AT&T and others have been arguing for some time now that the marketplace for special access services, Special Access Street as I refer to it, is highly competitive and that data collected from all participants in the industry, not just the incumbent LECs, will demonstrate this fact.  To its credit the FCC initiated just such a data request in October 2010.

What has the data request revealed? Well, we learned just last week that this effort at collecting comprehensive data to date has fallen far short of the Commission’s expectations.  Indeed, the Commission indicated in an October 6, 2011 filing with DC Circuit Court that the lack of data from the very parties that are asking for regulatory intervention has “impeded” its investigation.  In fact, the Commission noted that “fewer than 10 percent” of COMPTEL’s service provider members submitted data requested by the FCC.

Despite this apparent hiccup on the regulatory side of Special Access Street the business side of Special Access Street remains bustling with activity. This activity is an indication that things have become even more competitive than even I have been suggesting.  Last November I wrote about the Miracle on Special Access Street; how a national wireless carrier employed 14 different backhaul providers, including local exchange carriers, Ethernet providers and cable companies, and how that fact stood in stark contrast to the “there’s no competition” picture of the marketplace for these services painted by the NoChokePoints coalition and its member companies.

Well, special access street has become even busier these days.  One need only take note of this week’s Light Reading coverage of yet another national wireless carrier, Sprint, boasting that in response to the first phase of its 4G wireless backhaul RFP it now employs 25-30 significant providers of fiber-based backhaul and that it includes a mix of incumbent LECs, cable MSOs and alternative carriers.  The Light Reading story noted that a Sprint executive went on to say that he was pleased with the way the industry has stepped up to meet its needs and that in less populated areas Sprint may even build its own backhaul facilities.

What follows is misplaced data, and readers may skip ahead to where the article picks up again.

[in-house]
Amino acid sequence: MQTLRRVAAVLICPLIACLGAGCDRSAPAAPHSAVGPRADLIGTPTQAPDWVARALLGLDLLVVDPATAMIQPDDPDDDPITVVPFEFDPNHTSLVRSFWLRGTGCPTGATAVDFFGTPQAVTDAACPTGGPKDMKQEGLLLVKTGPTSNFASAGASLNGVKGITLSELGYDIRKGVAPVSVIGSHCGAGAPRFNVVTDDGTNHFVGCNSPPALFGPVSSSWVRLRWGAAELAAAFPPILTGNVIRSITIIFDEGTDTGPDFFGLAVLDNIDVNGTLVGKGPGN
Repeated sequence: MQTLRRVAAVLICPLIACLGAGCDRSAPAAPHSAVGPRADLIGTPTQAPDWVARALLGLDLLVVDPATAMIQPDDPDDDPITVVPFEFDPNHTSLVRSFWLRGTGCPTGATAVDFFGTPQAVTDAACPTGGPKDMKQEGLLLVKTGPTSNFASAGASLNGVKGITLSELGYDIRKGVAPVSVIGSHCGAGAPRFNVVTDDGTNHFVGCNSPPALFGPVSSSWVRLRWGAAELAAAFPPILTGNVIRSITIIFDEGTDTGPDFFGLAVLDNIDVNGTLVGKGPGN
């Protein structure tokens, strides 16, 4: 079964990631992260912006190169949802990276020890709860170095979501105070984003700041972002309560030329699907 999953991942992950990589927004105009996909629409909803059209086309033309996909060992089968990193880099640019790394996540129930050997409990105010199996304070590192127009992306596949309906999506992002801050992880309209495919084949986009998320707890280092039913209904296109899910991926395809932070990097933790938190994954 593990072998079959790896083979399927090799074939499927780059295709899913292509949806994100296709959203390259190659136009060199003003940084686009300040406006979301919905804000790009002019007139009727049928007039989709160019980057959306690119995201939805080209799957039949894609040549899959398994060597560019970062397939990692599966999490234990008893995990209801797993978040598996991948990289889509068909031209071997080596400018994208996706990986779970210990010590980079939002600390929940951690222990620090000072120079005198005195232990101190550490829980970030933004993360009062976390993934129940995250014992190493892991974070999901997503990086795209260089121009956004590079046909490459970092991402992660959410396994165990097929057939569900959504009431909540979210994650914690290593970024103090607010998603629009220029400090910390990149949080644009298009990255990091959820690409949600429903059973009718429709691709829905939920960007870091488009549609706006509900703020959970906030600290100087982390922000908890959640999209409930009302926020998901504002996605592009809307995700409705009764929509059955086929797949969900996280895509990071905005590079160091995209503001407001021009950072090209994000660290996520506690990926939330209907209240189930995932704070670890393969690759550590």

Let me repeat what Sprint is saying: There are, at a minimum, 25-30 significant providers of fiber-based backhaul and the capability to build its own backhaul facilities.  It kind of makes you wonder why the special access agitators, the NoChokePoints coalition and Sprint in particular, have been complaining so loudly to the FCC about competition for these backhaul services.

It also makes you wonder if as the FCC reviews the data in response to its October 2010 request for information from the industry it will see the 25-30 “significant” fiber-based backhaul providers that were fighting tooth-and-nail to win Sprint’s wireless backhaul business. They may not, if, as I noted above, less than 10 percent of the member companies represented by Comptel actually submitted data in response to the FCC’s request.  Less than 10 percent = 7 providers.

So the business sides of the companies that are complaining the loudest about the need for regulatory intervention are wrestling with how to manage a growing roster of competitors hustling to win their special access business and the regulatory sides of these same companies are “impeding” a regulatory investigation of special access competition they initiated.  Hmmm.

The business side of Special Access Street is busy indeed.

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